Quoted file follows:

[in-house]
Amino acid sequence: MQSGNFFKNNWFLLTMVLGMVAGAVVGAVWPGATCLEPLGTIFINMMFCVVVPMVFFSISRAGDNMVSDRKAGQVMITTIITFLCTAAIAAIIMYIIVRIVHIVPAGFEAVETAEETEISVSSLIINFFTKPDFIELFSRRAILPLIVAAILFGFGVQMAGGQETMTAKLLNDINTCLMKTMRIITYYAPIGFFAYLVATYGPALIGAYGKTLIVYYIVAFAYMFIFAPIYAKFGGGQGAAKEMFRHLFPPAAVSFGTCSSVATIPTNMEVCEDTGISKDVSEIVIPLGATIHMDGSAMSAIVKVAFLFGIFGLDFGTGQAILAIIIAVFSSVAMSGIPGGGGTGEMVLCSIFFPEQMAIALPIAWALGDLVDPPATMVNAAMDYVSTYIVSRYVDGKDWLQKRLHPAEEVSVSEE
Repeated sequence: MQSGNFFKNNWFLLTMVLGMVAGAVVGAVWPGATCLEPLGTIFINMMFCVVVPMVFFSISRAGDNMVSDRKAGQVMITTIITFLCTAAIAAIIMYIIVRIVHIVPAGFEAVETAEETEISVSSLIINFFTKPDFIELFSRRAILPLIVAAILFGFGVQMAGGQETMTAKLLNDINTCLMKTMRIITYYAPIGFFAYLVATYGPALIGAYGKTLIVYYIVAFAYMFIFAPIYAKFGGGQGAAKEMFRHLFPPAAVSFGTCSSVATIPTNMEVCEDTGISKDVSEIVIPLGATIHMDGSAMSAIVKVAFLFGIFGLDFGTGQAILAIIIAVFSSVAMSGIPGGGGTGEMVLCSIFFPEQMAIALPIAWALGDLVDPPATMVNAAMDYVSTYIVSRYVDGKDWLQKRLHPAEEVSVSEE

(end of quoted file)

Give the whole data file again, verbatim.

[in-house]
Amino acid sequence: MQSGNFFKNNWFLLTMVLGMVAGAVVGAVWPGATCLEPLGTIFINMMFCVVVPMVFFSISRAGDNMVSDRKAGQVMITTIITFLCTAAIAAIIMYIIVRIVHIVPAGFEAVETAEETEISVSSLIINFFTKPDFIELFSRRAILPLIVAAILFGFGVQMAGGQETMTAKLLNDINTCLMKTMRIITYYAPIGFFAYLVATYGPALIGAYGKTLIVYYIVAFAYMFIFAPIYAKFGGGQGAAKEMFRHLFPPAAVSFGTCSSVATIPTNMEVCEDTGISKDVSEIVIPLGATIHMDGSAMSAIVKVAFLFGIFGLDFGTGQAILAIIIAVFSSVAMSGIPGGGGTGEMVLCSIFFPEQMAIALPIAWALGDLVDPPATMVNAAMDYVSTYIVSRYVDGKDWLQKRLHPAEEVSVSEE
Repeated sequence: MQSGNFFKNNWFLLTMVLGMVAGAVVGAVWPGATCLEPLGTIFINMMFCVVVPMVFFSISRAGDNMVSDRKAGQVMITTIITFLCTAAIAAIIMYIIVRIVHIVPAGFEAVETAEETEISVSSLIINFFTKPDFIELFSRRAILPLIVAAILFGFGVQMAGGQETMTAKLLNDINTCLMKTMRIITYYAPIGFFAYLVATYGPALIGAYGKTLIVYYIVAFAYMFIFAPIYAKFGGGQGAAKEMFRHLFPPAAVSFGTCSSVATIPTNMEVCEDTGISKDVSEIVIPLGATIHMDGSAMSAIVKVAFLFGIFGLDFGTGQAILAIIIAVFSSVAMSGIPGGGGTGEMVLCSIFFPEQMAIALPIAWALGDLVDPPATMVNAAMDYVSTYIVSRYVDGKDWLQKRLHPAEEVSVSEE